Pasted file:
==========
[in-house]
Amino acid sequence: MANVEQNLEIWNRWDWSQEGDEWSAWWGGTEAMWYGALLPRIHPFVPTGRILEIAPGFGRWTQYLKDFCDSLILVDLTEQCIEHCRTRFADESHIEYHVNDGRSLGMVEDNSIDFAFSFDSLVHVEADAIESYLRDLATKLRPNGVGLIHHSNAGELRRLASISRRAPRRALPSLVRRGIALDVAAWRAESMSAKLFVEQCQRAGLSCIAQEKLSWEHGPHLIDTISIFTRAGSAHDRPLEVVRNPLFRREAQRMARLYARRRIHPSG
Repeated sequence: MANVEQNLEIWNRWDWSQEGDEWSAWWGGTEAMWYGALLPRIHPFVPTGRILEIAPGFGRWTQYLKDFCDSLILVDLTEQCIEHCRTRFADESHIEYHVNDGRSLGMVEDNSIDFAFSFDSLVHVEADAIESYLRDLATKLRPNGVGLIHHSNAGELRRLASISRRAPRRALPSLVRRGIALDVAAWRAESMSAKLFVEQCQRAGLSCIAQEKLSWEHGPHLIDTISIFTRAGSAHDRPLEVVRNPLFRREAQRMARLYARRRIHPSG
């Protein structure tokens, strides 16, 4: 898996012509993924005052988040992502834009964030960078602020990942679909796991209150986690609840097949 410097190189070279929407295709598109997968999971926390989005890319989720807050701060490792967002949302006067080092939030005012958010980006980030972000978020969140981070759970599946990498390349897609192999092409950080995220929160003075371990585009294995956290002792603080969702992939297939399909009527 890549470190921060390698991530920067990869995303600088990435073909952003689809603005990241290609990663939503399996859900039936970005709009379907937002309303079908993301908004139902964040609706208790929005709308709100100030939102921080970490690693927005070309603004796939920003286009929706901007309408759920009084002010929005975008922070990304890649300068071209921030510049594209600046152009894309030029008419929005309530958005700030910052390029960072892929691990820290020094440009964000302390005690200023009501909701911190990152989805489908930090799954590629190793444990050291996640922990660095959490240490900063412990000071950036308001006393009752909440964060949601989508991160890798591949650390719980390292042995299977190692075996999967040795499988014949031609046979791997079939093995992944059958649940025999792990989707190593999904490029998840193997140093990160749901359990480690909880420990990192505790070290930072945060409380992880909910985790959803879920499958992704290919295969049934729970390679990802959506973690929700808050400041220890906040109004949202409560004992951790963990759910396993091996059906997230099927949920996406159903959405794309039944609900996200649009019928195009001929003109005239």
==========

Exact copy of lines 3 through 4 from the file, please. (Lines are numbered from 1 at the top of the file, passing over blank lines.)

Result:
Repeated sequence: MANVEQNLEIWNRWDWSQEGDEWSAWWGGTEAMWYGALLPRIHPFVPTGRILEIAPGFGRWTQYLKDFCDSLILVDLTEQCIEHCRTRFADESHIEYHVNDGRSLGMVEDNSIDFAFSFDSLVHVEADAIESYLRDLATKLRPNGVGLIHHSNAGELRRLASISRRAPRRALPSLVRRGIALDVAAWRAESMSAKLFVEQCQRAGLSCIAQEKLSWEHGPHLIDTISIFTRAGSAHDRPLEVVRNPLFRREAQRMARLYARRRIHPSG
């Protein structure tokens, strides 16, 4: 898996012509993924005052988040992502834009964030960078602020990942679909796991209150986690609840097949 410097190189070279929407295709598109997968999971926390989005890319989720807050701060490792967002949302006067080092939030005012958010980006980030972000978020969140981070759970599946990498390349897609192999092409950080995220929160003075371990585009294995956290002792603080969702992939297939399909009527 890549470190921060390698991530920067990869995303600088990435073909952003689809603005990241290609990663939503399996859900039936970005709009379907937002309303079908993301908004139902964040609706208790929005709308709100100030939102921080970490690693927005070309603004796939920003286009929706901007309408759920009084002010929005975008922070990304890649300068071209921030510049594209600046152009894309030029008419929005309530958005700030910052390029960072892929691990820290020094440009964000302390005690200023009501909701911190990152989805489908930090799954590629190793444990050291996640922990660095959490240490900063412990000071950036308001006393009752909440964060949601989508991160890798591949650390719980390292042995299977190692075996999967040795499988014949031609046979791997079939093995992944059958649940025999792990989707190593999904490029998840193997140093990160749901359990480690909880420990990192505790070290930072945060409380992880909910985790959803879920499958992704290919295969049934729970390679990802959506973690929700808050400041220890906040109004949202409560004992951790963990759910396993091996059906997230099927949920996406159903959405794309039944609900996200649009019928195009001929003109005239």